Spotlight on Dr. Amadou Beydi Cissé: Muso’s Rural Site Coordinator
I thought Muso was crazy. We all did, remembers Dr. Amadou Beydi Cissé, laughing at his own incredulousness. Who thinks they can treat people for free? It couldn’t be possible.
Eight years later, Beydi sits in the captain’s chair at Muso’s rural Bankass office as our Rural Site Coordinator, fighting to treat as many people for free as possible—and succeeding.
On the eve before the unprecedented launch of seven new health centers and Muso’s CHW model in the rural district—which consistently has some of Mali’s worst health statistics—Beydi’s multiple phones were abuzz, his office a revolving door of problems being solved and questions needing answers, with barely a second to sip Mali’s iconic gunpowder tea, brewed and delivered with care by his faithful driver, waiting to whisk him away at a moment’s notice. A standard morning in the Bankass office.
Beydi was a medical student stationed in Yirimadjo’s community clinic when the first patients started arriving with their Muso cards, indicating that they were to receive free health care. Months later, he was recommended by the clinic’s technical director to serve as Muso’s Reference and Evacuation Coordinator.
Like many of Muso’s staff, Beydi knew very early in his career that he wanted to serve his country and community. As the R & E Coordinator, Beydi was the interface between Muso’s community patients and the clinical system. “This was truly a window into a [health] crisis in my community that I never imagined was real.” Any initial skepticism about the model Beydi may have had was quickly vanquished by the direct effect he saw as a result of Muso’s model, thus transforming his outlook on his role as a doctor.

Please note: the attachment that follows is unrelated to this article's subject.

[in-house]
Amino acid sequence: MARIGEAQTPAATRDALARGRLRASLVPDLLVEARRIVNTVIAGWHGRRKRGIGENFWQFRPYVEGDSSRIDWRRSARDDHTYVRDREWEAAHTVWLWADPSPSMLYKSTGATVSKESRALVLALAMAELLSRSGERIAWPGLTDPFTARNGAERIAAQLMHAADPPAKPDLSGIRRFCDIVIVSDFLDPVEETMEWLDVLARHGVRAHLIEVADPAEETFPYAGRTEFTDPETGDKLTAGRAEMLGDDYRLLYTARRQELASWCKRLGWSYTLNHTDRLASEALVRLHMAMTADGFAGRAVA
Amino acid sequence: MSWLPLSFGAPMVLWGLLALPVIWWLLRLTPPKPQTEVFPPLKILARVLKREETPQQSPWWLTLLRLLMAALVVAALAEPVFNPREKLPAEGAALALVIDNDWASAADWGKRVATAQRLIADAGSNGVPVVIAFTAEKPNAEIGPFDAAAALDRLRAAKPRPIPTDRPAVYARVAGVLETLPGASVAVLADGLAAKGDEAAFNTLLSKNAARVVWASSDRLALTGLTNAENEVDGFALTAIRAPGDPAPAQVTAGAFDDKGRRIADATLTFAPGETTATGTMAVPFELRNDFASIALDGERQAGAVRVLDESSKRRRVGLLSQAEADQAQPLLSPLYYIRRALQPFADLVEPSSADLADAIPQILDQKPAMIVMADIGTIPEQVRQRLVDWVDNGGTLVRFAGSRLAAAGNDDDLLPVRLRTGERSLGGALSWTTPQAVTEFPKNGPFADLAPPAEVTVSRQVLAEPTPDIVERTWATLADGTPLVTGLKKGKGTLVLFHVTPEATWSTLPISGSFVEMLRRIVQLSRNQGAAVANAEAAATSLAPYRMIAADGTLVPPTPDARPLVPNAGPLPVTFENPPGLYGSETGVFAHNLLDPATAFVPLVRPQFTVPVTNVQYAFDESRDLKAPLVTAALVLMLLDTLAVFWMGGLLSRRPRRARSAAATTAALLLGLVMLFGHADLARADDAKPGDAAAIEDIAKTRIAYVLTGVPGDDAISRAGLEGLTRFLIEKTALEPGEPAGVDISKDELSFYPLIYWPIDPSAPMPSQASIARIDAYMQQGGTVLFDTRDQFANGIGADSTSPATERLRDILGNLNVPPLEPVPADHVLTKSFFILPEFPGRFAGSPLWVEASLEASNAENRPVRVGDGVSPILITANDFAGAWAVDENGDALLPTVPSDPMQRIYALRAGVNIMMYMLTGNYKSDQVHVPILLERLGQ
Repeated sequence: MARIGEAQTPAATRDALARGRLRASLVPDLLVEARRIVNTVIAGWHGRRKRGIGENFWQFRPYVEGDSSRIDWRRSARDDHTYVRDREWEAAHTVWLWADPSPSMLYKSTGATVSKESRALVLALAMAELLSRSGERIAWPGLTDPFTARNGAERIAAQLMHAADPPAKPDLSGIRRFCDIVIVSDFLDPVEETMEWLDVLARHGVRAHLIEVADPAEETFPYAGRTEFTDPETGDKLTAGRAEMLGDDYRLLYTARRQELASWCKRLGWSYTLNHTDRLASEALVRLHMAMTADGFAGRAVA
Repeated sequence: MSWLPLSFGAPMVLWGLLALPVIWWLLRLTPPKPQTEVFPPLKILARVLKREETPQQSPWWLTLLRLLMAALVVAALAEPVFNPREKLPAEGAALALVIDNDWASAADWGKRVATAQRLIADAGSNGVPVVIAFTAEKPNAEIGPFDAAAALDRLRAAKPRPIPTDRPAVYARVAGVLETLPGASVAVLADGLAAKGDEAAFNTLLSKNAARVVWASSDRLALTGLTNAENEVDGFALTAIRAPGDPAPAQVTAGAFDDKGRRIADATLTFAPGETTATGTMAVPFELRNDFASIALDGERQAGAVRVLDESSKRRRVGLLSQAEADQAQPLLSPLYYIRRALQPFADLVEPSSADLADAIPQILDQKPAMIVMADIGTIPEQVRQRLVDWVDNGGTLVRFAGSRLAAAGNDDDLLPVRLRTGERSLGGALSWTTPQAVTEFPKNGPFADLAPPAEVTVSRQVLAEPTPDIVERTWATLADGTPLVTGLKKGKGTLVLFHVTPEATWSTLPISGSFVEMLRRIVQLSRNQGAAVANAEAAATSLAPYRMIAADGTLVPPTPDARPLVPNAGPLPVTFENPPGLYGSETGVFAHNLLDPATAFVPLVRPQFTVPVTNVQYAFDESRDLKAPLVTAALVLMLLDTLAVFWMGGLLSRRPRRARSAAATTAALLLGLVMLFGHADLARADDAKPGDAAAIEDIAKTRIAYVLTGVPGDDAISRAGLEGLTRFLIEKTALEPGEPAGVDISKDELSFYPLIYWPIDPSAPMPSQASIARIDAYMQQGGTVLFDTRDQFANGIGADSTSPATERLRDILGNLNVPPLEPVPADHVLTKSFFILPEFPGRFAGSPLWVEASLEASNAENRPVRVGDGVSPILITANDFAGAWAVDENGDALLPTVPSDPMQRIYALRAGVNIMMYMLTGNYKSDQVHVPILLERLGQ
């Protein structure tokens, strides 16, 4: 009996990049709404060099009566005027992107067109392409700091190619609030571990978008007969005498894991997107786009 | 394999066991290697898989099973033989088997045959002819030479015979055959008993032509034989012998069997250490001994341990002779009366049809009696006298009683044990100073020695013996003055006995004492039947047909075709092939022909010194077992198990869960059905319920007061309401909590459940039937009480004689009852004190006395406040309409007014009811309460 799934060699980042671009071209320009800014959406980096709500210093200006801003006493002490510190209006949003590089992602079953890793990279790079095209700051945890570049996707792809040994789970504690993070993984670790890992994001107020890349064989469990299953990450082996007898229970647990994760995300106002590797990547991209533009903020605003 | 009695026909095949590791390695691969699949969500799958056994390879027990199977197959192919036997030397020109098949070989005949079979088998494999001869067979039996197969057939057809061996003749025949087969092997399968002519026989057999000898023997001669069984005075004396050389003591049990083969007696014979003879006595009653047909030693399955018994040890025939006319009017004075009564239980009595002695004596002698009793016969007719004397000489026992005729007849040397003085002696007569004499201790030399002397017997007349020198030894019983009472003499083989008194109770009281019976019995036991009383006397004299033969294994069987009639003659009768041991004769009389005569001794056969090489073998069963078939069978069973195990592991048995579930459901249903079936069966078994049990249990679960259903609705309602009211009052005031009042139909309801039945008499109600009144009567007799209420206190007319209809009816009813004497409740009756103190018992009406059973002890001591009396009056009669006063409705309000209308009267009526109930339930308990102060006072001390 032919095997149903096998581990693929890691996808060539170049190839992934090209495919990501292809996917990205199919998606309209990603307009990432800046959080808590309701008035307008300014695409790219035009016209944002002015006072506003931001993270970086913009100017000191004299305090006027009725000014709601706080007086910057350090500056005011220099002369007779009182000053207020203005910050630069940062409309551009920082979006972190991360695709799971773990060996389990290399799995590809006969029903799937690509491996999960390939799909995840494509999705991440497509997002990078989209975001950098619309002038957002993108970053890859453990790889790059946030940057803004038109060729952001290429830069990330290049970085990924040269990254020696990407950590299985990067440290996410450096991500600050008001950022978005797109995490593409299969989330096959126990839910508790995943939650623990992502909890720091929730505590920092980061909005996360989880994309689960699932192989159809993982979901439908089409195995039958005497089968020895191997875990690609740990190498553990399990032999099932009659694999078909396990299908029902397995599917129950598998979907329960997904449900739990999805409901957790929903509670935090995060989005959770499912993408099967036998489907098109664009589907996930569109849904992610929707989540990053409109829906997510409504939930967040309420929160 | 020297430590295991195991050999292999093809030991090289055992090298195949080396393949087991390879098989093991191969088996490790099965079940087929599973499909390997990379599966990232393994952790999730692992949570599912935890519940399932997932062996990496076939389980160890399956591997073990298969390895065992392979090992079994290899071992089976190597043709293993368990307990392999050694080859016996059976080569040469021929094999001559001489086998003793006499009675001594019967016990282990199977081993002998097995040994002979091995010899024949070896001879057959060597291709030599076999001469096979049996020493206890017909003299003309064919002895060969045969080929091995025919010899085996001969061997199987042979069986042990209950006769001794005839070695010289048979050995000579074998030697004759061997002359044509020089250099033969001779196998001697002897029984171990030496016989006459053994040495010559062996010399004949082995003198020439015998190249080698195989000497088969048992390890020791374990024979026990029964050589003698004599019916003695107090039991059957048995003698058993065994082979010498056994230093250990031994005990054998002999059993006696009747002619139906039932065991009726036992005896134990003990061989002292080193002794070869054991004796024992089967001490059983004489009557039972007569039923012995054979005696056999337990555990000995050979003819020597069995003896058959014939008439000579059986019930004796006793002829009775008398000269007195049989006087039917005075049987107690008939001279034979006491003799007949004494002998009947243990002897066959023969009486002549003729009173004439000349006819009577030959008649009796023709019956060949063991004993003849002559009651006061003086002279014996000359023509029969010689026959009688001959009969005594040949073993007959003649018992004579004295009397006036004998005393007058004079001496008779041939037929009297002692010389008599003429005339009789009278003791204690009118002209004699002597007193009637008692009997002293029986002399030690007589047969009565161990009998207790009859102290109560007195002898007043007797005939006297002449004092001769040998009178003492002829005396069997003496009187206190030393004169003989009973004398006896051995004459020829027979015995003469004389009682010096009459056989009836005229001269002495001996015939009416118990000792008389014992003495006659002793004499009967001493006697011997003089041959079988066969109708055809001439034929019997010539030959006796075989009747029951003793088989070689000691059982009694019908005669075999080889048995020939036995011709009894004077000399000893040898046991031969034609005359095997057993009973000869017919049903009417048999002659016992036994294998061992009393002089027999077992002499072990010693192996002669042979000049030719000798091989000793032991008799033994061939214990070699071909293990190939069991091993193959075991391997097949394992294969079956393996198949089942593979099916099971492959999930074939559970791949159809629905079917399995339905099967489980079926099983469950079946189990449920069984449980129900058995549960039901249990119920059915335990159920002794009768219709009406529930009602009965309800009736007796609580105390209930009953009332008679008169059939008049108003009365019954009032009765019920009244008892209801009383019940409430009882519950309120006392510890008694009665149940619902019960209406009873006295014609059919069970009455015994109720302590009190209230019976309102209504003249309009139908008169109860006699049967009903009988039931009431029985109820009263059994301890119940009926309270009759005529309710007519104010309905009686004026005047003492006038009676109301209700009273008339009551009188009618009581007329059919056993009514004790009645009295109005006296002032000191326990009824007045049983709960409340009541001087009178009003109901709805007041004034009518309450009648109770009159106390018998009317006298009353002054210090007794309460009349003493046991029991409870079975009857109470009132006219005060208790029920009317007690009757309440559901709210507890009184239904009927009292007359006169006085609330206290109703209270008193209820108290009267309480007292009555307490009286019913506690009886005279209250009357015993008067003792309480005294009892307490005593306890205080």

I still get calls from parents of children I helped all those years ago in Yirimadjo, who just want to say hello, Beydi says with a proud smile. Sure, I might not remember every case, but it means a lot to me to know they still think about me. It helps me remember that the battle isn’t over. I remain combatant.
The district of Bankass has never experienced anything like what Muso is introducing. Understandably, “few people fully believe what we’re proposing. It’s like a dream to them.” But since 2015, as the Rural Site Coordinator, Beydi has adopted new administrative and management roles outside of his medical training to rally local governors, mayors, traditional authority representatives and community members to believe in Muso’s mission to solve one of the world’s greatest injustices. “We’ve built the health centers, so people already know something different is happening. And in Tori [where we started door-to-door CHW visits prior to launching the seven rural sites] people are experiencing the positive impact on their health.”
Once those clinic doors open and our health workers start canvassing neighborhoods day in and day out, Beydi is confident that anyone who still holds any doubts, like he did so many years ago, will quickly believe in the power of social justice medicine.